Title

Thermoregulatory strategy may shape immune investment in Drosophila melanogaster

Authors

Authors

I. C. Kutch; H. Sevgili; T. Wittman;K. M. Fedorka

Comments

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Abbreviated Journal Title

J. Exp. Biol.

Keywords

Thermoregulatory-dependent immune investment; Temperature; Ecoimmunology; Phenoloxidase; Seasonality; Plasticity; DISEASE RESISTANCE; COLIAS BUTTERFLIES; INSECTS; CRICKET; TEMPERATURE; PHENOLOXIDASE; ACTIVATION; MELANISM; DEFENSE; Biology

Abstract

As temperatures change, insects alter the amount of melanin in their cuticle to improve thermoregulation. However, melanin is also central to insect immunity, suggesting that thermoregulatory strategy may indirectly impact immune defense by altering the abundance of melanin pathway components (a hypothesis we refer to as thermoregulatory-dependent immune investment). This may be the case in the cricket Allonemobius socius, where warm environments (both seasonal and geographical) produced crickets with lighter cuticles and increased pathogen susceptibility. Unfortunately, the potential for thermoregulatory strategy to influence insect immunity has not been widely explored. Here we address the relationships between temperature, thermoregulatory strategy and immunity in the fruit fly Drosophila melanogaster. To this end, flies from two separate Canadian populations were reared in either a summer-or autumn-like environment. Shortly after adult eclosion, flies were moved to a common environment where their cuticle color and susceptibility to a bacterial pathogen (Pseudomonas aeruginosa) were measured. As with A. socius, individuals from summer-like environments exhibited lighter cuticles and increased pathogen susceptibility, suggesting that the thermoregulatory-immunity relationship is evolutionarily conserved across the hemimetabolous and holometabolous clades. If global temperatures continue to rise as expected, then thermoregulation might play an important role in host infection and mortality rates in systems that provide critical ecosystem services (e.g. pollination), or influence the prevalence of insect-vectored disease (e.g. malaria).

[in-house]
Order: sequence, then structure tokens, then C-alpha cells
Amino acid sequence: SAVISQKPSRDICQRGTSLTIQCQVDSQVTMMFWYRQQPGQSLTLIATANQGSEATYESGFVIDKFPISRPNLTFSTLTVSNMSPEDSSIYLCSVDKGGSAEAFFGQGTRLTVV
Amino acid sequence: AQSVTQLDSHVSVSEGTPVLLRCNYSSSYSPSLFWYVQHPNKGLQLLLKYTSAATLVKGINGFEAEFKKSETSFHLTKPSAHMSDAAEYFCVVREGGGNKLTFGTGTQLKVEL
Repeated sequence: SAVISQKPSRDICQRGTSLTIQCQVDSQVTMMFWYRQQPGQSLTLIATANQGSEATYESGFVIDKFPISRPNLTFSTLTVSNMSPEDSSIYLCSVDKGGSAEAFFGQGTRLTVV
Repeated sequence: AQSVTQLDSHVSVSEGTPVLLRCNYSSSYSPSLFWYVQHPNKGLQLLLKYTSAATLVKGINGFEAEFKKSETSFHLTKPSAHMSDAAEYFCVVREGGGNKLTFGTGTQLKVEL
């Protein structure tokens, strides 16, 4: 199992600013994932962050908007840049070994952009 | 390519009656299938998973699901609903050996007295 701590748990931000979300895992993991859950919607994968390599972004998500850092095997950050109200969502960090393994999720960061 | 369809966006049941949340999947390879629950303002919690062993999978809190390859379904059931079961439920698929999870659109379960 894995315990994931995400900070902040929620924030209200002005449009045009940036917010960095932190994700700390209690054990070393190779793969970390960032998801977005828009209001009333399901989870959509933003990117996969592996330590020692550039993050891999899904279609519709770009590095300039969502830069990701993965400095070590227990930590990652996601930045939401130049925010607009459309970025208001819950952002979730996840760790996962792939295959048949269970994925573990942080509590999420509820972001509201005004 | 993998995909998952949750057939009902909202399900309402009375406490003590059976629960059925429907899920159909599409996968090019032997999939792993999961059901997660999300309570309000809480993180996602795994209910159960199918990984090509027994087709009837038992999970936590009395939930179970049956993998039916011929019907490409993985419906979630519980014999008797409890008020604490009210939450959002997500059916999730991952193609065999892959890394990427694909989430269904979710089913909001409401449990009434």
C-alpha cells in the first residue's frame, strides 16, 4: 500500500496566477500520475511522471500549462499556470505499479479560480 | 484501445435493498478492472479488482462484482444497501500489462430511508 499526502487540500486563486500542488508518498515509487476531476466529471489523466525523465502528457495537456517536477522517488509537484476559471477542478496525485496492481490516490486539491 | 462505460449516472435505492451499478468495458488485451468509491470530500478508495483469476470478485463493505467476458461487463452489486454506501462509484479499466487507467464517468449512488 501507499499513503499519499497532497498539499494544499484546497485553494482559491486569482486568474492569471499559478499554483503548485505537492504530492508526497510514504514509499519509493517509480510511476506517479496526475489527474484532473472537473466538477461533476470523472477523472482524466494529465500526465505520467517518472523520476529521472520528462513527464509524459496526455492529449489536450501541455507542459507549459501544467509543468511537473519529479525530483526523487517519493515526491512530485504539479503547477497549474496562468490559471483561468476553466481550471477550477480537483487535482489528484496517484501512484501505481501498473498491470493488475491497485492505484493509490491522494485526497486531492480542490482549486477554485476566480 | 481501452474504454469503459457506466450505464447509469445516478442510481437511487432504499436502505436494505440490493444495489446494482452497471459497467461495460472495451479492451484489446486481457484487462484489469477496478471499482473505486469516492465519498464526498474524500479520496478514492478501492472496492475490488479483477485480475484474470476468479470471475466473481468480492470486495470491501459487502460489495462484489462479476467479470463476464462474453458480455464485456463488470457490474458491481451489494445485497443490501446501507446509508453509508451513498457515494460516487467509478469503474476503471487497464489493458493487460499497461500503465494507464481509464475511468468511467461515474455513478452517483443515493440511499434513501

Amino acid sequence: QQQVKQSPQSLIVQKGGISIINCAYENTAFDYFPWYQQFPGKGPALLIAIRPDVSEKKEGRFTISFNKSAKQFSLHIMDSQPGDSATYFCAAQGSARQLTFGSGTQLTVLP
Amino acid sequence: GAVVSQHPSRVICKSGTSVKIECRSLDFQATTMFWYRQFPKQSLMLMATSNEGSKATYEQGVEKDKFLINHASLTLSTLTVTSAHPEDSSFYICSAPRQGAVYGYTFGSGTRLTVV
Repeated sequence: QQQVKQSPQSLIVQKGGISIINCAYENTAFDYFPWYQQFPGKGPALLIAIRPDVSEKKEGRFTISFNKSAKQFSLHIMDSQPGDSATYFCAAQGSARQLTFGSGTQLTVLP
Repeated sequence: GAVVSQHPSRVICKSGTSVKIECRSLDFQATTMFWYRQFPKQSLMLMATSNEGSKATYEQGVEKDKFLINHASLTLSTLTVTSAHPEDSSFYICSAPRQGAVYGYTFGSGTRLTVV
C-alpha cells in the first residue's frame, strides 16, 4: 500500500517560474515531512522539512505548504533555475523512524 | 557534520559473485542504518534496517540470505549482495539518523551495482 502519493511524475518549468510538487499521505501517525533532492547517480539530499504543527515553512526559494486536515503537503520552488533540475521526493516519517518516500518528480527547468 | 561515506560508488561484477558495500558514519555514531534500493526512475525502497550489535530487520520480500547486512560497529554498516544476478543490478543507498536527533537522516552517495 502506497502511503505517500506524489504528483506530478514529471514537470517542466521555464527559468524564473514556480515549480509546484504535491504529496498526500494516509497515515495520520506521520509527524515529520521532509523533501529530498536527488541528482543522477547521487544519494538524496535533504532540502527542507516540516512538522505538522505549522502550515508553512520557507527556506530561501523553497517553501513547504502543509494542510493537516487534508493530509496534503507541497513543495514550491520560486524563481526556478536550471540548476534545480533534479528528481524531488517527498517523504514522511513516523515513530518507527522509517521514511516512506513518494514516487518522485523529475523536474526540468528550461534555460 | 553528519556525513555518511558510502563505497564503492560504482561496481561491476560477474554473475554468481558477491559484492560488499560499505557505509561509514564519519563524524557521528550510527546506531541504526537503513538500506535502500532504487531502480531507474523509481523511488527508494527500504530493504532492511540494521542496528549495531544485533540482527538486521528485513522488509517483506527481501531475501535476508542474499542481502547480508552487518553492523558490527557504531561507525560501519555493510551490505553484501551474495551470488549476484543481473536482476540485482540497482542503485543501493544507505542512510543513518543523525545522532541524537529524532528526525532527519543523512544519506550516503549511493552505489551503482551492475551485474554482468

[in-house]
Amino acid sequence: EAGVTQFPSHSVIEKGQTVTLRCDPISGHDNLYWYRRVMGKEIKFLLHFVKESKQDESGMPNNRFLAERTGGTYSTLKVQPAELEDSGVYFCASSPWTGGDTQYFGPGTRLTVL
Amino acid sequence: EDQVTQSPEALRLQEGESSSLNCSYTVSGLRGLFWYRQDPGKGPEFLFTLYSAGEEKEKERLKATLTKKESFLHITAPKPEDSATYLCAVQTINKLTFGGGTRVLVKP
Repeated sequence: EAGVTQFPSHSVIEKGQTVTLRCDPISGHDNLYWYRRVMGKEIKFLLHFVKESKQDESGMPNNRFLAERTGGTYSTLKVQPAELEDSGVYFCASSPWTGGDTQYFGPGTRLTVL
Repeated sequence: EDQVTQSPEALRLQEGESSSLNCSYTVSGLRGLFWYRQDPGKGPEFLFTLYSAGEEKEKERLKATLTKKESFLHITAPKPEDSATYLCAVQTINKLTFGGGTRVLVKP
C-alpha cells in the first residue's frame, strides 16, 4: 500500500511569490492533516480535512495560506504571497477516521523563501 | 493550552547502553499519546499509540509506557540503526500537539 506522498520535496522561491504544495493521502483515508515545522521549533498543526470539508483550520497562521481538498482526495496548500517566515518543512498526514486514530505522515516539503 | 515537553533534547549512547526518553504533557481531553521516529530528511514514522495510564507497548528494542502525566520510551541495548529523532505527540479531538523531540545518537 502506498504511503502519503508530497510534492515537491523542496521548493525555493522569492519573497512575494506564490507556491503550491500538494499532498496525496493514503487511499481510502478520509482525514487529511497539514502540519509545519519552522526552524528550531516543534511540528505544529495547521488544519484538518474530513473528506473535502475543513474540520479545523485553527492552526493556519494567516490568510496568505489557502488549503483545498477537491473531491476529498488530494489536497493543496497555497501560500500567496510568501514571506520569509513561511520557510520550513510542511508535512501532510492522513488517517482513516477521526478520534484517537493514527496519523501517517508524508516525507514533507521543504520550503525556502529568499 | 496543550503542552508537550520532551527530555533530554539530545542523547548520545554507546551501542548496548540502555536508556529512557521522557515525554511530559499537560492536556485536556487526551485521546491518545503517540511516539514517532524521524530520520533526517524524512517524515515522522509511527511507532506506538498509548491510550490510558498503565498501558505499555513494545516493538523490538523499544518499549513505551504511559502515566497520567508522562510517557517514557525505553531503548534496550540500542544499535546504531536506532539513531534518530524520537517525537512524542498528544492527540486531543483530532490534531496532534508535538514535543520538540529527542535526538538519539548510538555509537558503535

Journal Title

Journal of Experimental Biology

Volume

217

Issue/Number

20

Publication Date

1-1-2014

Document Type

Article

Language

English

First Page

3664

Last Page

3669

WOS Identifier

WOS:000343933700012

ISSN

0022-0949

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